When three-year-old Alan Silvestri first wrapped his hands around a pair of chopsticks no one could have guessed it would lead to notebook “drumming sessions” that would escort him through a decades-long career in the movie industry as a music composer.
Raised in an Italian family in Teaneck, New Jersey with a sister who served as the family’s obligatory accordion player, Silvestri took a more cerebral interest in music. “I’ve always been interested in the theoretical side,” says Silvestri. With little formal training, he has spent numerous hours with his nose between the pages of books learning about music, from writing it to the science of it. “That is a component of how I interface with music to this day.”
Silvestri grew up a Jersey boy, having enjoyed much of his early teens playing baseball. Summers were often spent at the Jersey shore or at Cape Cod where the Silvestris would sun-ripen two weeks at a time. “My dad’s dream was for me to be a ball player. But he’s made peace with that,” jokes Silvestri, pointing to his arsenal of music equipment.
There’s practically no instrument that Silvestri has left unplayed, from saxophone, clarinet, and guitar, to the bassoon.
At 14, Silvestri journeyed from the suburban sway of Jersey to the seam-splitting chaos of 125th Street in New York City for guitar classes, lugging his guitar from the subway to his lesson. “This teacher was really good. You just watched him and hoped something fell off on you,” Silvestri recalls, his glasses dangling between his index finger and thumb.
Music has always found a way to wind itself around Silvestri. In high school, he once obtained a job as a busboy in order to save up money to visit a girl in Louisiana. By summer’s end, Silvestri opted to buy a new amp in lieu of visiting the girl. “I guess I liked music more than her,” he laughs.
The following years were peppered with a two-year stint at Berklee College of Music—which he left to play with Wayne Cochran and the C.C. Riders—a self-taught career as a silk screener, a series of lounge acts, a run-in with an unsavory fella who promised Silvestri a music contract, and eventually his first scoring session, which he prepared for by visiting Pickwick Book Shop on Hollywood Boulevard and reading Scoring for Films by Earl Hagen. Things like fear, deadlines, and similar unknowns bring coherence to a rag tag psyche, according to Silvestri, which is arguably his secret to success.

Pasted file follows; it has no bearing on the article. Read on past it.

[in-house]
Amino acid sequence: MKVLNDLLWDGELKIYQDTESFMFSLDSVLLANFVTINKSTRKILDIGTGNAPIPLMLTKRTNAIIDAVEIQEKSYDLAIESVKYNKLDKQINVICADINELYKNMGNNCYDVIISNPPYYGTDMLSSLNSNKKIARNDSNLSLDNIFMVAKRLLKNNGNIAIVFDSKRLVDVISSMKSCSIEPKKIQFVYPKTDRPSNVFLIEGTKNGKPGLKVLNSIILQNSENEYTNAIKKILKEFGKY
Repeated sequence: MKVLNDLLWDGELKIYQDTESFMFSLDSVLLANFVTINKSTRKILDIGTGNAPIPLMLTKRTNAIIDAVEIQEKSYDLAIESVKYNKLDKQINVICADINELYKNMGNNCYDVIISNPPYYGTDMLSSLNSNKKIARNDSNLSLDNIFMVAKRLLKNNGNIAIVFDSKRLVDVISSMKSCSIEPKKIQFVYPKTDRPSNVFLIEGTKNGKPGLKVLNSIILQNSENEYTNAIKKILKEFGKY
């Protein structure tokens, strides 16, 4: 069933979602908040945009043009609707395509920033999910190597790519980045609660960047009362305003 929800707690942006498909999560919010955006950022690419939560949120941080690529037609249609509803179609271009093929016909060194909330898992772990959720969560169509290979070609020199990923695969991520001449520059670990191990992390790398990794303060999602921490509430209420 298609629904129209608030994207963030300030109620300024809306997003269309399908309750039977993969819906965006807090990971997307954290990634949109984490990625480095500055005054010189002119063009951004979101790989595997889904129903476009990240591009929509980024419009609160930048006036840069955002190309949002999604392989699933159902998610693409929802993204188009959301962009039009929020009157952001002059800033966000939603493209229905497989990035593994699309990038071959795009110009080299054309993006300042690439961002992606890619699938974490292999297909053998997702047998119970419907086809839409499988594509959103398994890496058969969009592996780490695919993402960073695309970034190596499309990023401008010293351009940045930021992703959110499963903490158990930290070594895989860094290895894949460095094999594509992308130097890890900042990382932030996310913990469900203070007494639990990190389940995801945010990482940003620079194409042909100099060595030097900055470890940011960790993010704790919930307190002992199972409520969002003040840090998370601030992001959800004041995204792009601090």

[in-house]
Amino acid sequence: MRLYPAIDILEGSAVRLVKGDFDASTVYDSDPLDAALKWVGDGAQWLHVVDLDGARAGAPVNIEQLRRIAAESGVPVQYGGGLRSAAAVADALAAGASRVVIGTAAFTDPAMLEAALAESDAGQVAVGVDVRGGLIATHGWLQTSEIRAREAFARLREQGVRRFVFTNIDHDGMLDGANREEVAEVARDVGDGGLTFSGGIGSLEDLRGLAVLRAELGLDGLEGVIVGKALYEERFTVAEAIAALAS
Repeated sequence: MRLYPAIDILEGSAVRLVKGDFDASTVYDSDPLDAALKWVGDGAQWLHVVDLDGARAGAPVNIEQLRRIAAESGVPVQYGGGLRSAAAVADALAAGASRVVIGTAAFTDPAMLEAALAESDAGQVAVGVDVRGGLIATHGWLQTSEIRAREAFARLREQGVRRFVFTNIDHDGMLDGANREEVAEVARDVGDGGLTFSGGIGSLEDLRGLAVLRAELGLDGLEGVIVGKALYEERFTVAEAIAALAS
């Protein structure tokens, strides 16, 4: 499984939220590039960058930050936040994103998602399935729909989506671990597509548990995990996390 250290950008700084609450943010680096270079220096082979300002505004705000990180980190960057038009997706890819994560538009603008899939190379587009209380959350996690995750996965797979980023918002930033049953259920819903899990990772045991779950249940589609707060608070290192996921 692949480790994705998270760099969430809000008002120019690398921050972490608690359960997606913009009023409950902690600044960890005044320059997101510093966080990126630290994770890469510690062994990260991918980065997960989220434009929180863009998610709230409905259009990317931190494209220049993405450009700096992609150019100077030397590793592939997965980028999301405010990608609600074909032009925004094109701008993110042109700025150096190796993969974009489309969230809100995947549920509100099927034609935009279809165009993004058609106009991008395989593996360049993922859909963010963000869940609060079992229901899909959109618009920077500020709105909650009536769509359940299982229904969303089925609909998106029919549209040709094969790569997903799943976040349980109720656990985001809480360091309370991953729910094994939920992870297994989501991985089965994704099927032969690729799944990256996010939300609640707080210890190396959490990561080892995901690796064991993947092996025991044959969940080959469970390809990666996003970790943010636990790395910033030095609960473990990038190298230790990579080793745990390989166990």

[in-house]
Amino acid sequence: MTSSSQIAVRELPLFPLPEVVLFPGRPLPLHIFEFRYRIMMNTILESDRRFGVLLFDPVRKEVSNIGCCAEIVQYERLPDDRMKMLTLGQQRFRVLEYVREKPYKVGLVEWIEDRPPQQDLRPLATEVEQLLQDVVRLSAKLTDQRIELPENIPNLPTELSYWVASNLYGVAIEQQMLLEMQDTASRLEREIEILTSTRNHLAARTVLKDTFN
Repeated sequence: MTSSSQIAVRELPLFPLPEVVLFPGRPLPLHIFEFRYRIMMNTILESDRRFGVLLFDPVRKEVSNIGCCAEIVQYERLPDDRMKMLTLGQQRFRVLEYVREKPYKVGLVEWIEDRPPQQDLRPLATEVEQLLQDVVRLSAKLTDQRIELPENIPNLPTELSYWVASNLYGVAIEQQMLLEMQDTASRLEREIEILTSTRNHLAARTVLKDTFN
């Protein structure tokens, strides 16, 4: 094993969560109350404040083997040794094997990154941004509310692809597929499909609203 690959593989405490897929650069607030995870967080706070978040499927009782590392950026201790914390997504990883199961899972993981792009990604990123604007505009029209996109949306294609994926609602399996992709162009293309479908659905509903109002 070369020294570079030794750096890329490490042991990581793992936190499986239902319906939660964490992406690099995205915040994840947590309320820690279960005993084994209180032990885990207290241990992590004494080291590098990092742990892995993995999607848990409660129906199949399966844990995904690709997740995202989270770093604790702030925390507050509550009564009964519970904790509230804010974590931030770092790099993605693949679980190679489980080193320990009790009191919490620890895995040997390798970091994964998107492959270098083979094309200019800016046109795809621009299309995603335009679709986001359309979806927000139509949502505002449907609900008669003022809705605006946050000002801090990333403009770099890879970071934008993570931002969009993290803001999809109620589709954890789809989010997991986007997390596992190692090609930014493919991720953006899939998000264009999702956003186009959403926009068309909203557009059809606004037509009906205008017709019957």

What eventualized was a four-year stretch with the TV series Chips, and later an on-spec job that would catapult his career in the movie industry. “Next thing I knew, the music editor put me on the phone with the director [Bob Zemeckis].”
Call it fate or coincidence, but Zemeckis and Silvestri were wearing identical Calvin Klein sweaters the day they met. “The next thing you know I wound up doing Romancing the Stone,” says Silvestri with a shrug in his voice.
Silvestri has since been nominated for eight Grammy Awards, winning three for The Bodyguard, Cast Away, and The Polar Express, and nominated for two Academy and Golden Globe Awards for Forrest Gump and The Polar Express. “The recognition is fun, but I’m just happy to be working. I’ve got kids in college, elderly parents, extended family that needs me, and ‘we need the eggs,’” a smirk glides across his face.
Today, Silvestri and his wife Sandra own Silvestri Vineyards, a subconscious rebirth of his grandmother’s “home vintages” in New Jersey. And he’s currently working on a Broadway musical, new territory for the music mastermind.
The Silvestris spend much time working with the Juvenile Diabetes Research Foundation (JDRF). Sandra, who served on the International Board, started the Children’s Congress, a bi-annual event where over one hundred children with type 1 diabetes gather in Washington, DC to meet face-to-face with top U.S. decision-makers. Sandra, Alan, and their son Joey, who has type 1 diabetes, recently attended the Children’s Congress’ 10-year anniversary event. Alan and Sandra, through Silvestri Vineyards, are this year’s Corporate Walk Chairs for the Monterey Bay Branch of the JDRF’s Walk to Cure Diabetes event.
Silvestri continues to feed audiences aural constellations through technological artistry, while feeding his own mind with elemental practice. “I’ve recently picked up the guitar again,” he points to an acoustic gem nearby. “I play scales. It’s like meditation for me.” Considering his cool-cat demeanor, the practice is paying off.
Original Publication Spring 2010